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Microbiology. 2002 Nov;148(Pt 11):3441-55.

Genome-wide transcriptional profiling of the Bacillus subtilis cold-shock response.

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  • 1Institut für Mikrobiologie, Ernst-Moritz-Arndt-Universität Greifswald,F-L-Jahn-Str 15, D-17487 Greifswald, Germany.

Abstract

The transcriptome of Bacillus subtilis was analysed at different time points (30, 60 and 90 min) after a temperature downshift from 37 to 18 degrees C using DNA macroarrays. This approach allowed the identification of around 50 genes exhibiting an increased mRNA level and around 50 genes exhibiting a decreased mRNA level under cold-shock conditions. Many of the repressed genes encode enzymes involved in the biosynthesis of amino acids, nucleotides and coenzymes, indicating metabolic adaptation of the cells to the decreased growth rate at the lower temperature. The strongest cold-inducible gene encodes fatty acid desaturase, which forms unsaturated fatty acids from saturated phospholipid precursors, thereby increasing membrane fluidity. The cold-shock-induced increase of mRNA levels of the classical cold-shock genes cspB, cspC and cspD could be verified. Furthermore, besides many genes encoding proteins of unknown function, some genes encoding ribosomal proteins were transcriptionally up-regulated, which points to an adaptive reprogramming of the ribosomes under cold-shock conditions. Interestingly, the amount of mRNA specified by the operon ptb-bcd-buk-lpd-bkdA1-bkdA2-bkdB, which encodes enzymes involved in degradation of branched-chain amino acids, also increases after a temperature downshift. As cells utilize the isoleucine and valine degradation intermediates alpha-methylbutyryl-CoA and isobutyryl-CoA for synthesis of branched-chain fatty acids, this finding reflects the adaptation of membrane lipid composition, ensuring the maintenance of appropriate membrane fluidity at low temperatures. The results of the DNA array analyses were verified for several selected genes by RNA slot-blot analysis and compared with two-dimensional PAGE analyses.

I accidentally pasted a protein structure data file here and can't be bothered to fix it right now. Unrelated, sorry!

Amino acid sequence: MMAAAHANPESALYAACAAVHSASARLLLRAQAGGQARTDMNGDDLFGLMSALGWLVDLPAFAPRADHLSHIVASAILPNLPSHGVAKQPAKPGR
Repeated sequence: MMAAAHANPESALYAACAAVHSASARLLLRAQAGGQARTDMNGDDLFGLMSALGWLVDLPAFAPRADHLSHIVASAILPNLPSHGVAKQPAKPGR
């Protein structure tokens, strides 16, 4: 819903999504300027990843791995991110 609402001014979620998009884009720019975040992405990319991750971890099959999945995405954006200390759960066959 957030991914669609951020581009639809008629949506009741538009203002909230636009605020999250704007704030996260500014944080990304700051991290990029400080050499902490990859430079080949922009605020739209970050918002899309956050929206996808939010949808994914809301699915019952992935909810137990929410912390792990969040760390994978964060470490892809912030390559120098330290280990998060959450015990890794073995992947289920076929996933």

PMID:
12427936
[PubMed - indexed for MEDLINE]
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